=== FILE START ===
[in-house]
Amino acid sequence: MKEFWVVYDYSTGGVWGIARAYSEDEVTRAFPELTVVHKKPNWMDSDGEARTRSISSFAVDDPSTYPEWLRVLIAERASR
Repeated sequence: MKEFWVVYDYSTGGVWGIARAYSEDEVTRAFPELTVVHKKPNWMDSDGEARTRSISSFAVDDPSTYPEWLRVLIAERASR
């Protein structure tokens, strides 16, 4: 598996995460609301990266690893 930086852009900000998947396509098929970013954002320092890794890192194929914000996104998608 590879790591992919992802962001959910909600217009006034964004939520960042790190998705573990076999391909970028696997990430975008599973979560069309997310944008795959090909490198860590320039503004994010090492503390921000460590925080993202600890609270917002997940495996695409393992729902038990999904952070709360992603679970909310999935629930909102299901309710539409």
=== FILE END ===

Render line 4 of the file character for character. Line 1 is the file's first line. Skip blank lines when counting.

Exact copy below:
């Protein structure tokens, strides 16, 4: 598996995460609301990266690893 930086852009900000998947396509098929970013954002320092890794890192194929914000996104998608 590879790591992919992802962001959910909600217009006034964004939520960042790190998705573990076999391909970028696997990430975008599973979560069309997310944008795959090909490198860590320039503004994010090492503390921000460590925080993202600890609270917002997940495996695409393992729902038990999904952070709360992603679970909310999935629930909102299901309710539409």